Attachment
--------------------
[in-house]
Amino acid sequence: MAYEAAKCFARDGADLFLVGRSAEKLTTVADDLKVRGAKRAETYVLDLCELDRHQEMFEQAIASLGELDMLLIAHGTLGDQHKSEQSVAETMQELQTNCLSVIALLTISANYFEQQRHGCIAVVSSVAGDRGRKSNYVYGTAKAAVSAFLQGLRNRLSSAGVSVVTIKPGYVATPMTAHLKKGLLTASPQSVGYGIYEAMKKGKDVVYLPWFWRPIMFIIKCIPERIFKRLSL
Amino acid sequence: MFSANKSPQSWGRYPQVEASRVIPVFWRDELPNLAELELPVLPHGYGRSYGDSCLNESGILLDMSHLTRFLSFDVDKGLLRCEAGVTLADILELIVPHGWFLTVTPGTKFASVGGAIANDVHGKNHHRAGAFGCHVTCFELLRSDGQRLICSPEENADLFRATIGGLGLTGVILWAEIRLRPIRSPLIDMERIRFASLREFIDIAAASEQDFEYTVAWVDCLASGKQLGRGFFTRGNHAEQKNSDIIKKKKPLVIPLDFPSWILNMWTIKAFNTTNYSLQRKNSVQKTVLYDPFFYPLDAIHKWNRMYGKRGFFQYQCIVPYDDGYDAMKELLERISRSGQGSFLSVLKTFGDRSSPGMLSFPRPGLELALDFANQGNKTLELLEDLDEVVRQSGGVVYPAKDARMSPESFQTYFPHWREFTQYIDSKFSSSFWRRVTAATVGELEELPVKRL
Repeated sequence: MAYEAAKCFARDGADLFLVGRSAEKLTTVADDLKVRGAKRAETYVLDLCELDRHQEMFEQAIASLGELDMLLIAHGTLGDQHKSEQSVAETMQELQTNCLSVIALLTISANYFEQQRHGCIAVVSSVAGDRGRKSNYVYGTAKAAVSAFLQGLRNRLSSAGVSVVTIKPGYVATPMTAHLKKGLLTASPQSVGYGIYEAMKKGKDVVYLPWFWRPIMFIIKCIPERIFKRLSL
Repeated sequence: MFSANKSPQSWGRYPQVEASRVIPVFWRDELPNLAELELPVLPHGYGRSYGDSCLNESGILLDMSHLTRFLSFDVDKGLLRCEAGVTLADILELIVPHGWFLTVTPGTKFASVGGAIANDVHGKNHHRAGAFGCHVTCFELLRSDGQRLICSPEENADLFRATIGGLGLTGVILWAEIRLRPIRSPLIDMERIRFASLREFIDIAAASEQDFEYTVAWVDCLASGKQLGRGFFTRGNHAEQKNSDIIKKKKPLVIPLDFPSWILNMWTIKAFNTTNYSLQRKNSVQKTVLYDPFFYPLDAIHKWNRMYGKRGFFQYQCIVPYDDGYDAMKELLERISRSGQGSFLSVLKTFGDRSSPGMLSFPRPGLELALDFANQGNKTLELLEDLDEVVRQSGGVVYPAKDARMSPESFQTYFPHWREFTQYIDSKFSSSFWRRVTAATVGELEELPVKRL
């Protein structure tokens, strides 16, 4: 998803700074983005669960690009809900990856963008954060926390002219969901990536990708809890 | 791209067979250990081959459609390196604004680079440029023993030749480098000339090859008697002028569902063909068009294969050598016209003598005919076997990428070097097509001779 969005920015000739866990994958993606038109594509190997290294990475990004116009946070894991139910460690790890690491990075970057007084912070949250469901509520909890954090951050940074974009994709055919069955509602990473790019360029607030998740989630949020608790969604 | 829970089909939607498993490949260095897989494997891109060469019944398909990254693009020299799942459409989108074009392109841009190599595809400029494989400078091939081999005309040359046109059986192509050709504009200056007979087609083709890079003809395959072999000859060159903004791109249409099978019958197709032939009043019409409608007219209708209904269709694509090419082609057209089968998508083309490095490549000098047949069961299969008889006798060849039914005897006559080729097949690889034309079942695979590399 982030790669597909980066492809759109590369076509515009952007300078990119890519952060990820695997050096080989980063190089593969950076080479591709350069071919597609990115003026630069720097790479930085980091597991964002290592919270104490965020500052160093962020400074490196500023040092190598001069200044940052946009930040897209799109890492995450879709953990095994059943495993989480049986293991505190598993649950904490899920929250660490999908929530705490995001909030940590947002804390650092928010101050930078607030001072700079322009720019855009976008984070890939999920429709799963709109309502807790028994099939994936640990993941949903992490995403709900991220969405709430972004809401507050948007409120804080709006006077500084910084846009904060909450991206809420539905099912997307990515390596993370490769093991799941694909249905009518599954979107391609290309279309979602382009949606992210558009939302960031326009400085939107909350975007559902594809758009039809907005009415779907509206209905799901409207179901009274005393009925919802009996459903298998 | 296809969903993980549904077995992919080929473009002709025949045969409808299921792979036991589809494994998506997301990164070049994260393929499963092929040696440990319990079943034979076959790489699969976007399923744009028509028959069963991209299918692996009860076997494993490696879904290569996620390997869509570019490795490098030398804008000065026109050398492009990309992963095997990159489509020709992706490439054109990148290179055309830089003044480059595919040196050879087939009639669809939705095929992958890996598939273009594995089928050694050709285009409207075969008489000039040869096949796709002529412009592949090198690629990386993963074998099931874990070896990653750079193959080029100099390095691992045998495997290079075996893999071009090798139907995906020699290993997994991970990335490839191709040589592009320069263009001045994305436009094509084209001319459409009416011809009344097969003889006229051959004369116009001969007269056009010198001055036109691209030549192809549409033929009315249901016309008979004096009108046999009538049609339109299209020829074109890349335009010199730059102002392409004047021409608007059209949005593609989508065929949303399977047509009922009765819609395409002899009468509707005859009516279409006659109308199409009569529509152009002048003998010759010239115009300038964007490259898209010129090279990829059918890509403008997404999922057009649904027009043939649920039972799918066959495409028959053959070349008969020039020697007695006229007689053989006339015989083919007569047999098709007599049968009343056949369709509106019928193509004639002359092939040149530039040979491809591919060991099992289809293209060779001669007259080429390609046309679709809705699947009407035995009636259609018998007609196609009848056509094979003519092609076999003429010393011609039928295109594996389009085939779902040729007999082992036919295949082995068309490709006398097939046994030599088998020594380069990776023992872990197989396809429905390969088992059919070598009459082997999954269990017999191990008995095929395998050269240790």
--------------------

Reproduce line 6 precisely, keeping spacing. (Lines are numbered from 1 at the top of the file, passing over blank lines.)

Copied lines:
């Protein structure tokens, strides 16, 4: 998803700074983005669960690009809900990856963008954060926390002219969901990536990708809890 | 791209067979250990081959459609390196604004680079440029023993030749480098000339090859008697002028569902063909068009294969050598016209003598005919076997990428070097097509001779 969005920015000739866990994958993606038109594509190997290294990475990004116009946070894991139910460690790890690491990075970057007084912070949250469901509520909890954090951050940074974009994709055919069955509602990473790019360029607030998740989630949020608790969604 | 829970089909939607498993490949260095897989494997891109060469019944398909990254693009020299799942459409989108074009392109841009190599595809400029494989400078091939081999005309040359046109059986192509050709504009200056007979087609083709890079003809395959072999000859060159903004791109249409099978019958197709032939009043019409409608007219209708209904269709694509090419082609057209089968998508083309490095490549000098047949069961299969008889006798060849039914005897006559080729097949690889034309079942695979590399 982030790669597909980066492809759109590369076509515009952007300078990119890519952060990820695997050096080989980063190089593969950076080479591709350069071919597609990115003026630069720097790479930085980091597991964002290592919270104490965020500052160093962020400074490196500023040092190598001069200044940052946009930040897209799109890492995450879709953990095994059943495993989480049986293991505190598993649950904490899920929250660490999908929530705490995001909030940590947002804390650092928010101050930078607030001072700079322009720019855009976008984070890939999920429709799963709109309502807790028994099939994936640990993941949903992490995403709900991220969405709430972004809401507050948007409120804080709006006077500084910084846009904060909450991206809420539905099912997307990515390596993370490769093991799941694909249905009518599954979107391609290309279309979602382009949606992210558009939302960031326009400085939107909350975007559902594809758009039809907005009415779907509206209905799901409207179901009274005393009925919802009996459903298998 | 296809969903993980549904077995992919080929473009002709025949045969409808299921792979036991589809494994998506997301990164070049994260393929499963092929040696440990319990079943034979076959790489699969976007399923744009028509028959069963991209299918692996009860076997494993490696879904290569996620390997869509570019490795490098030398804008000065026109050398492009990309992963095997990159489509020709992706490439054109990148290179055309830089003044480059595919040196050879087939009639669809939705095929992958890996598939273009594995089928050694050709285009409207075969008489000039040869096949796709002529412009592949090198690629990386993963074998099931874990070896990653750079193959080029100099390095691992045998495997290079075996893999071009090798139907995906020699290993997994991970990335490839191709040589592009320069263009001045994305436009094509084209001319459409009416011809009344097969003889006229051959004369116009001969007269056009010198001055036109691209030549192809549409033929009315249901016309008979004096009108046999009538049609339109299209020829074109890349335009010199730059102002392409004047021409608007059209949005593609989508065929949303399977047509009922009765819609395409002899009468509707005859009516279409006659109308199409009569529509152009002048003998010759010239115009300038964007490259898209010129090279990829059918890509403008997404999922057009649904027009043939649920039972799918066959495409028959053959070349008969020039020697007695006229007689053989006339015989083919007569047999098709007599049968009343056949369709509106019928193509004639002359092939040149530039040979491809591919060991099992289809293209060779001669007259080429390609046309679709809705699947009407035995009636259609018998007609196609009848056509094979003519092609076999003429010393011609039928295109594996389009085939779902040729007999082992036919295949082995068309490709006398097939046994030599088998020594380069990776023992872990197989396809429905390969088992059919070598009459082997999954269990017999191990008995095929395998050269240790």